US Gulf river woes squeeze elevators as exporters look to boost corn

Posted by Marina

Fresh issues on the Mississippi river network running into the US Gulf export hub, and a lack of demand for US corn, is pressuring exporters’ margins as the relatively high price of CIF delivered barges squeezes the cost of building FOB export cargoes from the barge market.

“Barge premiums are inverted due to shoaling and low water issues in the south. It’s a slow turnaround on those barges and thus that shrinks the fleet,” one market source said, referring to a dynamic that is cutting the availability of barges and supporting the price for delivered corn.

US Gulf CIF delivered barges were heard bid at 36 cents for October arrivals and 43 cents for November over the December contract, with FOB cargoes heard offered at 44 cents for October loading and 50 cents for November.

The cost of building cargo volumes from the barge market is known as the elevator margin and should cover the cost of moving the corn from the barge to the elevator and then on into the cargo ship.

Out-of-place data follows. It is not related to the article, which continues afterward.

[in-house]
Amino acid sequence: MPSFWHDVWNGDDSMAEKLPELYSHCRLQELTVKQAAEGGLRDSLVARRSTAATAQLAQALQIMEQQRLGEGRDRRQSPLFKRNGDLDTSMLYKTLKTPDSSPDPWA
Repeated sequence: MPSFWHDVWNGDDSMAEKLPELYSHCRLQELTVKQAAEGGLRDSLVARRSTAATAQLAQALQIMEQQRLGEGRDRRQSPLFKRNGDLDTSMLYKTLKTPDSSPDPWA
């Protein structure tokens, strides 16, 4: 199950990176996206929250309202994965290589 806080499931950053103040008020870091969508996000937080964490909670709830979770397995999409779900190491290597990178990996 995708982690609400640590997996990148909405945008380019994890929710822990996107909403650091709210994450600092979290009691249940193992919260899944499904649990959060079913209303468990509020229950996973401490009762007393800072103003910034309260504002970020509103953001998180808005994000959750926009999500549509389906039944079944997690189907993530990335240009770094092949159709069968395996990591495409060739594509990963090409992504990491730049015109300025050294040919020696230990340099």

The cost, sometimes referred to as the fobbing cost, typically averages around 10 cents a bushel, meaning FOB cargoes should typically trade at least 10 cents above CIF barges.

However, margins for October and November are already around 6 cents and 5 cents respectively, with pressure on bulk exporters to offer cargoes at levels that will tempt buyers.

“I’ve seen sellers willing to look at handysize cargoes for September… it implies that there isn’t too much moving,” a second market source said, with US exporters said to be looking to load smaller cargo sizes in order to secure business.

“They have cleaned up the problems left over from the spring and summer and now they need to attract new demand, so they start by reducing the fobbing margins. When/if the demand returns, they will start to increase these margins,” the first source said.

However, with South America still chowing through a huge combined corn crop of around 150 million mt, split between Brazil and Argentina, and with Ukraine likely to start harvesting another huge corn crop from September, the US continues to face stiff international competition.

The USDA’s 2018/19 estimate of 53.34 million mt of exports is likely to be missed, with the current commitment standing at 47.9 million mt with just days remaining in the marketing year.

Source: AgriCensus